In the year before the queen came, more of my stealing had become punitive. It was an angry tax I collected for answers I never received, and a retribution for all the fingertips of children taken by quarterlords and then fed to the swine. Most of the punitive thefts were for items that held no value. They could not fill a belly, but they filled me in other ways.

The smallest, most useless thing I ever stole was a shiny brass button that made the Tomac quarterlord so very proud. It protruded from his belly among a long line of shiny buttons on his jacket, a rare treasure he had bought from a Previzi driver. To me, they looked like fat golden rivets holding his belly in place. Stealing the middle button had ruined the entire showy effect. I had stalked him for a week, knowing just when he would pass down one small, crowded alley, throngs shoving against him, and I was there, my cap pulled low, my small curved blade in the palm of my hand. He didn’t know it was gone until he reached the end of the alley, and I heard his bellowing screech. I had smiled at the sweet sound. It was all the supper I needed.

Jase’s ring was just as useless to me as that button had been, and I had stolen it for the same reason. It was a symbol of power, a legacy they revered, and in one quiet move I had relegated it to the bottom of my dark, dirty pocket.



She had an intense curiosity, and I was happy to feed it with stories about Tor’s Watch, but when it came to her own life her words became reserved and calculated. Being chained to someone hour after hour, day after day, gives every pause a hidden weight. I dwelled on the details she wouldn’t share.

What had her life been like in Venda? Or maybe, more precisely, what had they done to her? She was not the result of happy, content parents. It was like she’d been held prisoner in a cellar her whole life. She flinched at sun and an open sky. As soon as we hit the Heethe plateau, she kept her eyes straight ahead on some distant point, her focus like steel, her shoulders rigid, like she carried a heavy pack on her back. When I pointed out an eagle soaring above us, she barely gave it a glance.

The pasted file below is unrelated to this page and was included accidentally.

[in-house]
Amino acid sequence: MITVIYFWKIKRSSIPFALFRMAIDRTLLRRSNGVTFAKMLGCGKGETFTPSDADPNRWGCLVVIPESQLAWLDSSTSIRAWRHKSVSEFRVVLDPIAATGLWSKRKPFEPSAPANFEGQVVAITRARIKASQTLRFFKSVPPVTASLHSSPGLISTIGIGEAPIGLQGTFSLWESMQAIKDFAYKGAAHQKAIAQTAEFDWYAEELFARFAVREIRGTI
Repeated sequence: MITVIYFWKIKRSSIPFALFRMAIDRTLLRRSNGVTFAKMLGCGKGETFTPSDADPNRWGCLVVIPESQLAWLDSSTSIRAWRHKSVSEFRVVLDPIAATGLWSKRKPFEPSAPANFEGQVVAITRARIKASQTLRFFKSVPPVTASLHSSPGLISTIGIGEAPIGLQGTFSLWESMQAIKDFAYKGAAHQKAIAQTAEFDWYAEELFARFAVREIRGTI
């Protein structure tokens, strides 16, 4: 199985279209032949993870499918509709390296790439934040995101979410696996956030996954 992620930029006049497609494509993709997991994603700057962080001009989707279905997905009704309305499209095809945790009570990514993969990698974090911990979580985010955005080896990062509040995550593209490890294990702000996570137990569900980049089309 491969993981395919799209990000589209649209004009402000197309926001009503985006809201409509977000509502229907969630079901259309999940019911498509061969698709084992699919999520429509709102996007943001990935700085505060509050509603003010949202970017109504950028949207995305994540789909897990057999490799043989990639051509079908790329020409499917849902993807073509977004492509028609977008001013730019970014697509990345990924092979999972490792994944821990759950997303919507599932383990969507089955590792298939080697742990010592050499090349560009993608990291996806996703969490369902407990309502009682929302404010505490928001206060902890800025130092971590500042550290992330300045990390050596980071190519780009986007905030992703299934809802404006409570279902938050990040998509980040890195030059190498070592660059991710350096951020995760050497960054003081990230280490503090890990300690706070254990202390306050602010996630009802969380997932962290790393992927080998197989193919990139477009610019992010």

I turned the conversation back to something that she seemed confident about—being a soldier. She told me about the various weapons that were forged for the Rahtan, the knives, ziethes, swords, rope darts, crossbows, and more. The fortre

ss Keep assessed what best suited their strengths. Her sword and knives were presented to her by the queen when she became Rahtan.

“Have you ever used them?”

She raised a brow. “You mean, have I ever killed anyone? Yes. Only two so far. I try to avoid it if I can.”

If I can. She said it so casually, unruffled, the same girl who I had to coax riddles from each night so she could sleep under an open sky.

“Who did you kill?” I asked.

“Raiders,” she answered. A frown pulled at the corner of her mouth as if she was still disgusted by the encounter. “We were rear guard on a supply train. They didn’t see us hanging back. That was the point. But we saw them. What about you? Have you ever killed anyone?”

I nodded. Far more than three, but I didn’t tell her how many and I was glad she didn’t ask.

More than once, she caught me studying her. I tried to focus on the landscape, but my eyes drifted back to her again and again. She fascinated me, her contradictions, her secrets, and the girl that sometimes surfaced from beneath her tough soldier exterior, like when she spotted the wish stalks on the bank. The girl who forgot who I was and pressed a wish stalk to my ankle. In another world, another circumstance, I think we might have been friends. Or more.

I knew that I spent more time wondering about her than I should.

Tags: Mary E. Pearson Dance of Thieves Fantasy